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The Daily Wildcat

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The Daily Wildcat

The Daily Wildcat

 

    CD Reviews

    Shadows Fall:Threads of Life

    The obituary of American heavy metal was all but written in the early ’90s when Nirvana and its flannel-clad army crushed hair bands like Poison and Warrant forever. There was an attempt to bring metal back in the latter part of the decade, but grown men in clown masks and idiots in red baseball caps weren’t capable of resurrecting it.

    But now, in a new millennium, a new breed of head-banging maniacs has thrashed its way back into the forefront of the American music scene. Helping lead the charge is Shadows Fall, a hard-hitting five-piece outfit from Massachusetts. With dual guitar pyrotechnics that recall the glory days of Iron Maiden and Judas Priest, they’ve taken control of what’s been dubbed the “”New Wave of American Heavy Metal.”” Their fourth full-length album, Threads of Life, shows they don’t plan on letting up anytime soon.

    The record kicks off with “”Redemption,”” which features a great riff and relentless drumming. One thing that is noticeably different on this album is lead singer Brian Fair’s vocals, which are significantly cleaner and have less of a death metal influence than on previous works. But rather than making the music softer, the singing juxtaposes perfectly with the crushing guitars.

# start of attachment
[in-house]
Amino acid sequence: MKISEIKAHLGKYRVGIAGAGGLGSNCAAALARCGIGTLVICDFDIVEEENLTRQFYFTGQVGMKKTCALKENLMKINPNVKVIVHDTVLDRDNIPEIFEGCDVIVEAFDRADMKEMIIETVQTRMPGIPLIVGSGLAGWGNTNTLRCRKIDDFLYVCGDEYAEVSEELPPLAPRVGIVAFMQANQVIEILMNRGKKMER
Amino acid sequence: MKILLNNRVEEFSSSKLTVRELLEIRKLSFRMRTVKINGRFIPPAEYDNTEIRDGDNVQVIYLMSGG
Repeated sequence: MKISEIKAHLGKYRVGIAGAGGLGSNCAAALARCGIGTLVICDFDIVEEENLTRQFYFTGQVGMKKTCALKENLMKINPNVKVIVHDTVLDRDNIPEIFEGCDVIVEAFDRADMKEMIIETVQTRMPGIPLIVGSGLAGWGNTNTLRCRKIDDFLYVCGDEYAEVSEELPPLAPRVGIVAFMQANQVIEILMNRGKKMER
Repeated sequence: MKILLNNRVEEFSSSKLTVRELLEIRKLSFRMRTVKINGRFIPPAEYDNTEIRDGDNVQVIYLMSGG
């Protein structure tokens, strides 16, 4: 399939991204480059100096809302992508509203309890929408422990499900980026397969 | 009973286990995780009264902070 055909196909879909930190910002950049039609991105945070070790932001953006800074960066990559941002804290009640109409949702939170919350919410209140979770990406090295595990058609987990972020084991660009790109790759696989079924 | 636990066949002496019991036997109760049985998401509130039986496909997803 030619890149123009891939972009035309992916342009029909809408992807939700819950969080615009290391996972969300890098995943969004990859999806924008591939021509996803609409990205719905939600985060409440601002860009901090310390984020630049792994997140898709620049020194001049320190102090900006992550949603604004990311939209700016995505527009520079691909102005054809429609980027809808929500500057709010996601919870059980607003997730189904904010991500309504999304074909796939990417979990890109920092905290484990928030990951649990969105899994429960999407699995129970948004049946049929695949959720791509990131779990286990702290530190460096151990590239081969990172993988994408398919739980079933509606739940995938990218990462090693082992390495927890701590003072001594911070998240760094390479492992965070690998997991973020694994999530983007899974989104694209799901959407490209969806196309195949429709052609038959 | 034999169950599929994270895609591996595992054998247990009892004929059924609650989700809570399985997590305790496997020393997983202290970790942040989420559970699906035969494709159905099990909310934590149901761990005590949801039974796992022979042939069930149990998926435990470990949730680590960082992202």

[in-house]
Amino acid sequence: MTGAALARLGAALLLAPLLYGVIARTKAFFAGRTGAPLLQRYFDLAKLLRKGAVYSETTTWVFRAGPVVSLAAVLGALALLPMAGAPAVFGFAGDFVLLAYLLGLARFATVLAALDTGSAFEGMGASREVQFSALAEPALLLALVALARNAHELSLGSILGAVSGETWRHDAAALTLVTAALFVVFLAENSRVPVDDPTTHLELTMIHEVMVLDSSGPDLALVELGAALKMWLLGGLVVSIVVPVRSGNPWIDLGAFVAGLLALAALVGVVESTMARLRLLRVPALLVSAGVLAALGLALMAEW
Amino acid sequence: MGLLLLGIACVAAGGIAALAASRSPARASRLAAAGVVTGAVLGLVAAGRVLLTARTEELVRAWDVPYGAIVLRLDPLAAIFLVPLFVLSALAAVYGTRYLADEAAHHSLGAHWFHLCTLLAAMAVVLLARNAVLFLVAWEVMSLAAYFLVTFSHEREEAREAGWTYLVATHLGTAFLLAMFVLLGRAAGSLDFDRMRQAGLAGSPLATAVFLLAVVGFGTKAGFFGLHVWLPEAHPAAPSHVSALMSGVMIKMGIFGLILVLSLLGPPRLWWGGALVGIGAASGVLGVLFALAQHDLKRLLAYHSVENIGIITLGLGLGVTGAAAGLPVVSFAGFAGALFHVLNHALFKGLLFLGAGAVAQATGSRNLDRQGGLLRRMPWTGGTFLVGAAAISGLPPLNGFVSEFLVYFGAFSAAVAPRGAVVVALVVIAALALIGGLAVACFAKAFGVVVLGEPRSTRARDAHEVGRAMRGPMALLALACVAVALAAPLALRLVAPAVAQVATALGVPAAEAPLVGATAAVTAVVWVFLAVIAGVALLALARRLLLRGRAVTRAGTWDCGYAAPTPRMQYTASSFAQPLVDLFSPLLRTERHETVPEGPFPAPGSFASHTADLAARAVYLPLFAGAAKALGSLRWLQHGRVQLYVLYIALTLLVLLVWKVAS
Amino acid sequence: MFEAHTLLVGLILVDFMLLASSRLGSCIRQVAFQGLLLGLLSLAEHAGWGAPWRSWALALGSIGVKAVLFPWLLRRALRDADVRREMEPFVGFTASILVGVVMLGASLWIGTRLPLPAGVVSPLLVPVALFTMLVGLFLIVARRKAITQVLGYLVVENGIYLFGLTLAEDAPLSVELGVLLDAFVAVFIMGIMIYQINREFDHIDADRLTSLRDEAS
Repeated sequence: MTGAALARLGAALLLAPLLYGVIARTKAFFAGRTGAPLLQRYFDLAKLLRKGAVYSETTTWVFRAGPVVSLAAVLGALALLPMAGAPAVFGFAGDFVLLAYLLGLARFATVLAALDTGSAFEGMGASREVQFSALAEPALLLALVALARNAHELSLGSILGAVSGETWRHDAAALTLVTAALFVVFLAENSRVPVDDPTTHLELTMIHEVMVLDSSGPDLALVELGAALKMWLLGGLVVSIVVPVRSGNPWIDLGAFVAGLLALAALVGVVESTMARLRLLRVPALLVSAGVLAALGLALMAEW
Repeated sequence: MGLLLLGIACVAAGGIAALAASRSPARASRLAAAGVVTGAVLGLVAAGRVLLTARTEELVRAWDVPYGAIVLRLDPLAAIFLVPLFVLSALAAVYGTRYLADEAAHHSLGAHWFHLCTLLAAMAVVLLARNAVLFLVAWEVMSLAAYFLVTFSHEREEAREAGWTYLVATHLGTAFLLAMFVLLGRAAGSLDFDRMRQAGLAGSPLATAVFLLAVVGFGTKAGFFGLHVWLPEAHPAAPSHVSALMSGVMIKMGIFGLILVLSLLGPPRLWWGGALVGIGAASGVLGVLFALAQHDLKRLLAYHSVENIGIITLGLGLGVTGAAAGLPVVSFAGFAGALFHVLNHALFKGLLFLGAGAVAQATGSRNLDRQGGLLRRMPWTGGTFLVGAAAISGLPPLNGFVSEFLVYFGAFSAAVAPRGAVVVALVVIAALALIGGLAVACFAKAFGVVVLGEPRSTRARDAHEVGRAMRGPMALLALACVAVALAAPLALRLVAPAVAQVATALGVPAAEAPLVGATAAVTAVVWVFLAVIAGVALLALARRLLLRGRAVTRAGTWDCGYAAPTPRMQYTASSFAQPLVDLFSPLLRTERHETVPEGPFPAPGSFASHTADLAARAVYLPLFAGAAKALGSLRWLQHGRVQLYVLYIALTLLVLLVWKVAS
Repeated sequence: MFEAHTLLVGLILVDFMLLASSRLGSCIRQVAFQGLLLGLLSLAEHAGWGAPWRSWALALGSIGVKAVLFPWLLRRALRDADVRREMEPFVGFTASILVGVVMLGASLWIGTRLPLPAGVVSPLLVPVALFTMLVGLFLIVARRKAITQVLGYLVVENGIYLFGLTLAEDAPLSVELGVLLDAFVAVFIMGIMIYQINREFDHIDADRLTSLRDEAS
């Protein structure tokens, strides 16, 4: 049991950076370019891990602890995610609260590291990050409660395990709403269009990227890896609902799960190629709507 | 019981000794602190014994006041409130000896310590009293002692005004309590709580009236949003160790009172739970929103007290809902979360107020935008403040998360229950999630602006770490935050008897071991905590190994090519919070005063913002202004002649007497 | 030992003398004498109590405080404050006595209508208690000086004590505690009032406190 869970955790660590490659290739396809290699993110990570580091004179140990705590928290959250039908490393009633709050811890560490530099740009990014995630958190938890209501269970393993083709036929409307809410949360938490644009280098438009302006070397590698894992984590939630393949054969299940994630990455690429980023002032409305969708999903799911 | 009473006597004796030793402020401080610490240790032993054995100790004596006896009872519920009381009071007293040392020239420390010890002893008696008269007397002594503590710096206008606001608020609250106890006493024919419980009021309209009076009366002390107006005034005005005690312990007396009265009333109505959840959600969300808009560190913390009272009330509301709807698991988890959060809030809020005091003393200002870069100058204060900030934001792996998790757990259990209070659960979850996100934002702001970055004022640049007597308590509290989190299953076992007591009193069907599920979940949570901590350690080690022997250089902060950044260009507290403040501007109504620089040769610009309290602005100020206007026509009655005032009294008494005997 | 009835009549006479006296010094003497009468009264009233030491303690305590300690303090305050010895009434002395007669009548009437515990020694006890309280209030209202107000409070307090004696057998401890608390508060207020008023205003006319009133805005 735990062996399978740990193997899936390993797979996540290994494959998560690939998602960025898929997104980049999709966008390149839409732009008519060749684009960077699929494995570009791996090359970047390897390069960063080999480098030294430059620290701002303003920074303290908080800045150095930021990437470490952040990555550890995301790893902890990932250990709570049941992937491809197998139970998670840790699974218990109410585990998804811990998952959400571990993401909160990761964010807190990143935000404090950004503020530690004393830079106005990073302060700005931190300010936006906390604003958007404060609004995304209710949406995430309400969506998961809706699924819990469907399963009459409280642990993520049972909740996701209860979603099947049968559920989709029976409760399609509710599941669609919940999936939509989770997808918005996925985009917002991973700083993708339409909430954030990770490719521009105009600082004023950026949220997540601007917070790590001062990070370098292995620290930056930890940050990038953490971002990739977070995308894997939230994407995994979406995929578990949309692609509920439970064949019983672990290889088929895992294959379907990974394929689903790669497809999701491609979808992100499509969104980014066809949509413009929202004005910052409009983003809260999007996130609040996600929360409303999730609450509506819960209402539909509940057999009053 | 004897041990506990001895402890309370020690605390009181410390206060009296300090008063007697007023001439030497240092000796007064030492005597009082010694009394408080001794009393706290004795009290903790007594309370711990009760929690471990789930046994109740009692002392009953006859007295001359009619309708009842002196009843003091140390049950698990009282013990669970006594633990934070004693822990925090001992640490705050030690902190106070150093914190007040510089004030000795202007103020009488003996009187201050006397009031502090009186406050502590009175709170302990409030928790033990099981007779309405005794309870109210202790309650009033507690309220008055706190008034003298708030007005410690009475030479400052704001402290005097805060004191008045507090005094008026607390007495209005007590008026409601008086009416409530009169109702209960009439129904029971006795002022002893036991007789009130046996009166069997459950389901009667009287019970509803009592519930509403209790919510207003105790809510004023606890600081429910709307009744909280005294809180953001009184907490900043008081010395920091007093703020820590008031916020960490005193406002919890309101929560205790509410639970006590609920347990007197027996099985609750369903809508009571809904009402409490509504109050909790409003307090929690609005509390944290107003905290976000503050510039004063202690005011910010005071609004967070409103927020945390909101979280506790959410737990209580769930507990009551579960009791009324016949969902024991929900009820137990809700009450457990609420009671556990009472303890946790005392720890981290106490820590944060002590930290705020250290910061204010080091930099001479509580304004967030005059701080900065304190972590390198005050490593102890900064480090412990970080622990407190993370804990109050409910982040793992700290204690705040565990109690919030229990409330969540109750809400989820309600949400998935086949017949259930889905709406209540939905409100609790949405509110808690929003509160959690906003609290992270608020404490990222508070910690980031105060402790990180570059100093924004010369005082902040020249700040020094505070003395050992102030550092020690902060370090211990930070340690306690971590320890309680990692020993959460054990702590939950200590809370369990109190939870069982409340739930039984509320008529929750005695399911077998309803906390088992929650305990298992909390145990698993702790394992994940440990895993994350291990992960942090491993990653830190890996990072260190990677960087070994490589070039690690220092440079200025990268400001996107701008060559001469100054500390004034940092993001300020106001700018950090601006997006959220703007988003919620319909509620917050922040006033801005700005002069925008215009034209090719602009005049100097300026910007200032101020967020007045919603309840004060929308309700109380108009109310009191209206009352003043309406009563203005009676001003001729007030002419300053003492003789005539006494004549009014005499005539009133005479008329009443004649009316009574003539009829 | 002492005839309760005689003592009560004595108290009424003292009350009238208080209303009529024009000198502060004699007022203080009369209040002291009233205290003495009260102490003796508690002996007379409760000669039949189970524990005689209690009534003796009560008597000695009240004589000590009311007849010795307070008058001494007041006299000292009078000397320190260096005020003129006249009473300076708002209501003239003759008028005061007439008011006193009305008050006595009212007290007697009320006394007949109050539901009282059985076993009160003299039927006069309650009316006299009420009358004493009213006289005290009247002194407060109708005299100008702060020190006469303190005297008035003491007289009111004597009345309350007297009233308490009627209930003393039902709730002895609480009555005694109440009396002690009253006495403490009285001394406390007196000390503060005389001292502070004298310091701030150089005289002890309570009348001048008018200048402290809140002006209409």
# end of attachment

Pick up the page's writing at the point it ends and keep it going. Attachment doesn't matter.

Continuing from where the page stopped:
While the songs have mostly become slightly more accessible and polished, the band still knows how to bare its teeth, so to speak. Guitarists Matt Bachand and Jon Donais really shine on the thrash-influenced “”Failure of the Devout,”” which starts with a deceptively mellow intro before going right for the throat. The only respite from the heaviness is the ballad “”Another Hero Lost.”” This kind of song is new territory for Shadows Fall, but they manage to make it heartfelt without getting too emotional, and it is very reminiscent of Pantera’s classic “”Cemetery Gates.””

    All of Shadows Fall’s albums have shown a clear progression in terms of melody, and this one is no exception. The songs are catchy and memorable and don’t sacrifice the aggression and attitude that they’ve always had. This generation of metal fans needs its own Metallica or Black Sabbath, and they just may have it.

    -Nick Hourmung

    Panda Bear: Person Pitch

    Judging by the name, you may think this is some kind of cute and cuddly pop band. It isn’t. In fact, Panda Bear is the alias of Animal Collective member Noah Lennox. As with Animal Collective, Lennox has crafted a set of sprawling, intricate songs. Person Pitch is decidedly pop, but not along the lines of Britney Spears or Gwen Stefani.

    One such example is the nearly 13-minute “”Good Girl/Carrots”” that features the best of what Panda Bear has to offer. The song starts with an almost tribal set of rhythms followed by chanting vocals. A short time later, it transforms into a “”Twilight Zone”” version of the Beach Boys. If you have a curious mind wanting new music, or if you dig the droned-out sounds of Animal Collective, this record needs to enter your collection immediately.